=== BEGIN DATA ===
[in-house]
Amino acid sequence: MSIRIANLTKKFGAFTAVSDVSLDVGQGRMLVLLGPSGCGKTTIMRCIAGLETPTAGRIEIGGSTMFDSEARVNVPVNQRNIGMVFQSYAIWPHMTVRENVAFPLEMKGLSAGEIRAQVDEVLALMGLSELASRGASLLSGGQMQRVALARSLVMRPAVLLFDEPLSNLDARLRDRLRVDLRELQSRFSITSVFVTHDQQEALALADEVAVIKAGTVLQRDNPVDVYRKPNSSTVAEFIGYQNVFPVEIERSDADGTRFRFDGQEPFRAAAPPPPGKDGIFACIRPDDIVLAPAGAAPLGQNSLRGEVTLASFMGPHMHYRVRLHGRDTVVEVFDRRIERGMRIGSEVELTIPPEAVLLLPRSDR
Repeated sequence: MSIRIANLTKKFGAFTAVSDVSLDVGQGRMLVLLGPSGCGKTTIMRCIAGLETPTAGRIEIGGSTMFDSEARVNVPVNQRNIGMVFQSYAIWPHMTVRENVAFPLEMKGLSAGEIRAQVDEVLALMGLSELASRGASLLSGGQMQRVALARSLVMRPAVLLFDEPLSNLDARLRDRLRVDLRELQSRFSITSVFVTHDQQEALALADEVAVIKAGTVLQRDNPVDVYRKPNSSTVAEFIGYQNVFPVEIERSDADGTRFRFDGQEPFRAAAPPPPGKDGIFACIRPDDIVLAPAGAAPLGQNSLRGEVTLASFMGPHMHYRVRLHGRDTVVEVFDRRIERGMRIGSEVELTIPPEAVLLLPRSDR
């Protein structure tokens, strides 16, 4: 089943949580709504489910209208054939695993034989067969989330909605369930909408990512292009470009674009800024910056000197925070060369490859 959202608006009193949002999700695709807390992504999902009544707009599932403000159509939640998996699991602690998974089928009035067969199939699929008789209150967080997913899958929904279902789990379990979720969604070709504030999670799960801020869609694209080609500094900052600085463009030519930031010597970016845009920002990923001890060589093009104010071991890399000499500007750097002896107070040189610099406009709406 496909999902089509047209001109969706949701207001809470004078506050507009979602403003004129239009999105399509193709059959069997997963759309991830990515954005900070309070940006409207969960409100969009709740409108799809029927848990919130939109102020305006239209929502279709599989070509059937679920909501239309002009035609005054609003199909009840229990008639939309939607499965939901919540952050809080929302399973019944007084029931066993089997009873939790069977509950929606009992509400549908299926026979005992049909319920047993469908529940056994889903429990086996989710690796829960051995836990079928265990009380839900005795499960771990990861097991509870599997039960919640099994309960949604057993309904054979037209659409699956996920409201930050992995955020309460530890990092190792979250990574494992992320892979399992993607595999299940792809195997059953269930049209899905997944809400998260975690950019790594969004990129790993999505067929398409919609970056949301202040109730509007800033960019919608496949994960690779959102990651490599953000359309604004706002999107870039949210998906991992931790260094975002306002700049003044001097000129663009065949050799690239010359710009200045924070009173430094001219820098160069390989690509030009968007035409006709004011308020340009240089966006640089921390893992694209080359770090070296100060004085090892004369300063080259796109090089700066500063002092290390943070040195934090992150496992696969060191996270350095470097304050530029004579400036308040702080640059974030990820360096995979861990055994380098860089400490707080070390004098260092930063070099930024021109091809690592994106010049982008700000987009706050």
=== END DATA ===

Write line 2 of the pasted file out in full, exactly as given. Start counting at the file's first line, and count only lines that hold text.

Amino acid sequence: MSIRIANLTKKFGAFTAVSDVSLDVGQGRMLVLLGPSGCGKTTIMRCIAGLETPTAGRIEIGGSTMFDSEARVNVPVNQRNIGMVFQSYAIWPHMTVRENVAFPLEMKGLSAGEIRAQVDEVLALMGLSELASRGASLLSGGQMQRVALARSLVMRPAVLLFDEPLSNLDARLRDRLRVDLRELQSRFSITSVFVTHDQQEALALADEVAVIKAGTVLQRDNPVDVYRKPNSSTVAEFIGYQNVFPVEIERSDADGTRFRFDGQEPFRAAAPPPPGKDGIFACIRPDDIVLAPAGAAPLGQNSLRGEVTLASFMGPHMHYRVRLHGRDTVVEVFDRRIERGMRIGSEVELTIPPEAVLLLPRSDR